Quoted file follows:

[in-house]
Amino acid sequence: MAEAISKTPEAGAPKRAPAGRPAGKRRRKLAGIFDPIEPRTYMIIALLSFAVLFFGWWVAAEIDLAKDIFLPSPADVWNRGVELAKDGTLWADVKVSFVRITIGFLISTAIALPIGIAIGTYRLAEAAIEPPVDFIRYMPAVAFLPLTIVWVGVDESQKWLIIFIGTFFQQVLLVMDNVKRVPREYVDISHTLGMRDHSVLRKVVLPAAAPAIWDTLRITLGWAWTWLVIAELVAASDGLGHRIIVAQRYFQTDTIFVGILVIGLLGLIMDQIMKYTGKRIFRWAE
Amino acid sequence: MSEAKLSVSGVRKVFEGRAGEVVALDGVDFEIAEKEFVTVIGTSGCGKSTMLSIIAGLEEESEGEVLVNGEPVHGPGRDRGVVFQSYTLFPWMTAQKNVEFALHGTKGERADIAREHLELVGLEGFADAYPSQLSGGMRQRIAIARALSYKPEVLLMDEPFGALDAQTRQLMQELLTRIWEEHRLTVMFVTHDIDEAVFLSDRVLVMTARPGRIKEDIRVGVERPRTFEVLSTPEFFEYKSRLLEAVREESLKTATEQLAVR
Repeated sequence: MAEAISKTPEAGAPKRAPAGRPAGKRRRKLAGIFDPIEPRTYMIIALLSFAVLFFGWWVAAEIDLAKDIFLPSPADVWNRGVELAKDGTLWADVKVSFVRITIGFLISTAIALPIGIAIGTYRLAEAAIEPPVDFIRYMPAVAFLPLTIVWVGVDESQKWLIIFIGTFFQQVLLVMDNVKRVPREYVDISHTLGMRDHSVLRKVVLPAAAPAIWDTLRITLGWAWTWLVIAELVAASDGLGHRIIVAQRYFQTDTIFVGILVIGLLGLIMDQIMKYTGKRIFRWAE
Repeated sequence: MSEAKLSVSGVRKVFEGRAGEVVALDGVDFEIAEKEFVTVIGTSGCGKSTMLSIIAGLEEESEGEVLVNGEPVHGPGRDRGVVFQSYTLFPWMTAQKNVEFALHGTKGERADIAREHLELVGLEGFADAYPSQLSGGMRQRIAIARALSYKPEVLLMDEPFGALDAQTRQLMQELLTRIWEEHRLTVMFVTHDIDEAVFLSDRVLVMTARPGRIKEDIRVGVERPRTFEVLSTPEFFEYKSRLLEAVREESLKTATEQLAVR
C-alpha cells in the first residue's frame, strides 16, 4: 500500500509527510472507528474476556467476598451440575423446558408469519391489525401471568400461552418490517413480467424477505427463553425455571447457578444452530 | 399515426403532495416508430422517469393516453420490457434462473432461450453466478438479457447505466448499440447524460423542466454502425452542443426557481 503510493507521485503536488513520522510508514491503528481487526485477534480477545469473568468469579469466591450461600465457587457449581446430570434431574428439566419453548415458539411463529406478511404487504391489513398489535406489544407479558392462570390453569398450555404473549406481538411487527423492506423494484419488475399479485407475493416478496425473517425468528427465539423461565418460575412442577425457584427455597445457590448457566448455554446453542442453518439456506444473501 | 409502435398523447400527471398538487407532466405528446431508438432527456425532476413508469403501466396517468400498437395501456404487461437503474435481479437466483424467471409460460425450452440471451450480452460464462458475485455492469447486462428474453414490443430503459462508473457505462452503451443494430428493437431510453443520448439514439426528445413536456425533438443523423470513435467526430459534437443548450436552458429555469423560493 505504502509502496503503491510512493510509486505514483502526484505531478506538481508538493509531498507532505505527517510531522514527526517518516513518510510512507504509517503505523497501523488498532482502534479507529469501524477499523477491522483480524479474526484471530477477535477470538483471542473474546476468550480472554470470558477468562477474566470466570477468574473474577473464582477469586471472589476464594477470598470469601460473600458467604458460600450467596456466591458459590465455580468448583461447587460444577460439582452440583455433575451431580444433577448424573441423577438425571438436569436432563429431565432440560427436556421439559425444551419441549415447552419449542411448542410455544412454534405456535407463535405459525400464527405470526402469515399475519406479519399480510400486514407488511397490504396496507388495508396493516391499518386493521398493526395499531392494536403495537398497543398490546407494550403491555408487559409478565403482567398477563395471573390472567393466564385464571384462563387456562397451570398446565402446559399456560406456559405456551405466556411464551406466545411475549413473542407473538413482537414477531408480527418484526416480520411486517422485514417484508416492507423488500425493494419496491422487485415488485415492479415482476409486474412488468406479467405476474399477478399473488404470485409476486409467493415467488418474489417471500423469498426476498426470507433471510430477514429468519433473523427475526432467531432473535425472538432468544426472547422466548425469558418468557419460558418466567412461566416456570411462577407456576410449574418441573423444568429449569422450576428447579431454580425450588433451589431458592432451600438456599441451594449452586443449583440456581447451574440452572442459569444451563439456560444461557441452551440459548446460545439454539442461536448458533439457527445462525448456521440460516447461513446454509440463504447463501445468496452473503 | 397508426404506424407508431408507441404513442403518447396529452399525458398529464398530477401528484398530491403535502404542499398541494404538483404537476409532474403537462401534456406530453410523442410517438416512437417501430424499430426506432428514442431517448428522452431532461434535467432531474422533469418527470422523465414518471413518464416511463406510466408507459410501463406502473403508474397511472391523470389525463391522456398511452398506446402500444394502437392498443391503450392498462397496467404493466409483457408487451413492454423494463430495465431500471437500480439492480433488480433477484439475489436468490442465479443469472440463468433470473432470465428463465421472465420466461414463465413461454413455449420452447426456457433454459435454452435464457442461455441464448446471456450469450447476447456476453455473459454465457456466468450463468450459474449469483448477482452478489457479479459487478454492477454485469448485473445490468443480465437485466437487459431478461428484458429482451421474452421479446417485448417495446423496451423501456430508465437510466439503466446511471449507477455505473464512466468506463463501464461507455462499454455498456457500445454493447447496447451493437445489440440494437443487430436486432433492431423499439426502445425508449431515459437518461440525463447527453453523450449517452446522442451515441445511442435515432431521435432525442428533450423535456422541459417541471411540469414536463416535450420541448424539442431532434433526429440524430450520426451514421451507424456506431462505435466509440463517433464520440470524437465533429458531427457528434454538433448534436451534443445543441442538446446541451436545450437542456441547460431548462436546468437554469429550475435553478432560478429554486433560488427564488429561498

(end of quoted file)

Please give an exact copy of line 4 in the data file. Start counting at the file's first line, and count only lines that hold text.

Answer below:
Repeated sequence: MAEAISKTPEAGAPKRAPAGRPAGKRRRKLAGIFDPIEPRTYMIIALLSFAVLFFGWWVAAEIDLAKDIFLPSPADVWNRGVELAKDGTLWADVKVSFVRITIGFLISTAIALPIGIAIGTYRLAEAAIEPPVDFIRYMPAVAFLPLTIVWVGVDESQKWLIIFIGTFFQQVLLVMDNVKRVPREYVDISHTLGMRDHSVLRKVVLPAAAPAIWDTLRITLGWAWTWLVIAELVAASDGLGHRIIVAQRYFQTDTIFVGILVIGLLGLIMDQIMKYTGKRIFRWAE